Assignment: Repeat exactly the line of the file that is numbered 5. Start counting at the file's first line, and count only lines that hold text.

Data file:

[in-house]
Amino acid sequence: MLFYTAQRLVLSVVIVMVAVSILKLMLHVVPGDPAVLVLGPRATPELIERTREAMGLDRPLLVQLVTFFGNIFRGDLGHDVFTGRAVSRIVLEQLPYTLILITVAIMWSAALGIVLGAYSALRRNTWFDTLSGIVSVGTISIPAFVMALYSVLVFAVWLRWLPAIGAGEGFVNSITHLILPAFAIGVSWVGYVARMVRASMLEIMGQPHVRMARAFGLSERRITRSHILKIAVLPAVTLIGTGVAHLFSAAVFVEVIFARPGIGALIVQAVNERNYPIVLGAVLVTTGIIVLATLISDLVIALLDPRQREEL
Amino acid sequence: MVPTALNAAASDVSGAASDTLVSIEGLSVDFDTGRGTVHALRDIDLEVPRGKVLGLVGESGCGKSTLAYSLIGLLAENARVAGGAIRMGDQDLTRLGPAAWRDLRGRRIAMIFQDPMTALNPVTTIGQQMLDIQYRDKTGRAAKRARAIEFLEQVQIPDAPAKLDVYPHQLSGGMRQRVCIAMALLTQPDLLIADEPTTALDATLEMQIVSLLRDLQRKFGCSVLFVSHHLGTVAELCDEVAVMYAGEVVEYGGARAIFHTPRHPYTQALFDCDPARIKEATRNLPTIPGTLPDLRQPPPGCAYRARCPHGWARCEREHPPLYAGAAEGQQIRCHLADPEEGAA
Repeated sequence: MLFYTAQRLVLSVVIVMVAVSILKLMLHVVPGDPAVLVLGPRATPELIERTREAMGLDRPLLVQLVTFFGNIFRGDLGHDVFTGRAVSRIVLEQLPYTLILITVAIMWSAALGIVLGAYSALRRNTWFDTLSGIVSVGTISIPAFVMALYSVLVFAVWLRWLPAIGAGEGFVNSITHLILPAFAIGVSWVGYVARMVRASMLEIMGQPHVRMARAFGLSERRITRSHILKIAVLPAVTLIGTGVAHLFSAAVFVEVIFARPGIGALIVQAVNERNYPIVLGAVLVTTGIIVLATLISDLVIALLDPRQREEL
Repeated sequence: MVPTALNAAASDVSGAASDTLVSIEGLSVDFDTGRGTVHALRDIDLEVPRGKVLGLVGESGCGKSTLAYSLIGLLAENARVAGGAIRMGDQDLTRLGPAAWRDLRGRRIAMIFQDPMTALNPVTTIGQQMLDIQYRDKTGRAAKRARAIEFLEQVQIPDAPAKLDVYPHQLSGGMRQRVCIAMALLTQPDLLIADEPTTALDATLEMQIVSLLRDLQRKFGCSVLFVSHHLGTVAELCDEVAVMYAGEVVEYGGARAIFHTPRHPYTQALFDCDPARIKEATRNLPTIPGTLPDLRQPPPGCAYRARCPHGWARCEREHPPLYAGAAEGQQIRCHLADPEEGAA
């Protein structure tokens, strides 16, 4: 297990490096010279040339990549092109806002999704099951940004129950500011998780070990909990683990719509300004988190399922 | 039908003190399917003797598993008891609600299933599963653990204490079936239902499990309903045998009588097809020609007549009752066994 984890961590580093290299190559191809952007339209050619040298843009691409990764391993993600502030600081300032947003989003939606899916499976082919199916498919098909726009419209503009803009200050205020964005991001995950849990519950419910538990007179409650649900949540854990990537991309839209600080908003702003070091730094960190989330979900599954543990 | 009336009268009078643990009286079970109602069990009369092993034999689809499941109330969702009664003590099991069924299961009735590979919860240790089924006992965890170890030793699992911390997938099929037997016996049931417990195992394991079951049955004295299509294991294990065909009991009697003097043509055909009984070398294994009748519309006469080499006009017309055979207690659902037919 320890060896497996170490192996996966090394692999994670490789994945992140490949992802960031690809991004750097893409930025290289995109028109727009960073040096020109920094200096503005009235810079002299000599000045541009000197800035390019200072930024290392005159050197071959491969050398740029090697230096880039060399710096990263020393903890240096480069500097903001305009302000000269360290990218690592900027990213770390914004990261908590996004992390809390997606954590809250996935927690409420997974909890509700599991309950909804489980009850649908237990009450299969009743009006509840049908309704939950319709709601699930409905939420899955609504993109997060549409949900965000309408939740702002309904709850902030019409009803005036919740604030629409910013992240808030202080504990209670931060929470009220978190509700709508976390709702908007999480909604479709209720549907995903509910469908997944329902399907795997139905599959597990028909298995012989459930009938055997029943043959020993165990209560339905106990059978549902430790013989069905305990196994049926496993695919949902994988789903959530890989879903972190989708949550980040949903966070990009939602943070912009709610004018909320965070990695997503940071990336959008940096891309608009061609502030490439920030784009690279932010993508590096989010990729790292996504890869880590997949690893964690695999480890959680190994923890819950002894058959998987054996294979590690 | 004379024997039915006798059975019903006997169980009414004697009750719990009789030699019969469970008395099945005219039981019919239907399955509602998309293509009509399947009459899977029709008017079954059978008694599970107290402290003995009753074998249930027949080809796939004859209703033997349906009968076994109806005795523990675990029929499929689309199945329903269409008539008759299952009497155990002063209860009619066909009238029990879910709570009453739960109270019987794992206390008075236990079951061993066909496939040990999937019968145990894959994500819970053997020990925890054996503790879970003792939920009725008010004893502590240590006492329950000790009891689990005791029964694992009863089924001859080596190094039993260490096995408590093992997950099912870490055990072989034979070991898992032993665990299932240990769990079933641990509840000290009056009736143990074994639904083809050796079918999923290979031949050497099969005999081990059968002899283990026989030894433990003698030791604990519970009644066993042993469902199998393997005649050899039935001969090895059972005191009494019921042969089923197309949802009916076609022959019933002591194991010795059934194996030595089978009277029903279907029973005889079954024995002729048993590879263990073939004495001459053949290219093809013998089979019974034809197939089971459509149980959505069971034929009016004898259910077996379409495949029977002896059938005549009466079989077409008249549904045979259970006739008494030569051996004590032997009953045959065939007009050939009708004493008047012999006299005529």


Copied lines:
Repeated sequence: MVPTALNAAASDVSGAASDTLVSIEGLSVDFDTGRGTVHALRDIDLEVPRGKVLGLVGESGCGKSTLAYSLIGLLAENARVAGGAIRMGDQDLTRLGPAAWRDLRGRRIAMIFQDPMTALNPVTTIGQQMLDIQYRDKTGRAAKRARAIEFLEQVQIPDAPAKLDVYPHQLSGGMRQRVCIAMALLTQPDLLIADEPTTALDATLEMQIVSLLRDLQRKFGCSVLFVSHHLGTVAELCDEVAVMYAGEVVEYGGARAIFHTPRHPYTQALFDCDPARIKEATRNLPTIPGTLPDLRQPPPGCAYRARCPHGWARCEREHPPLYAGAAEGQQIRCHLADPEEGAA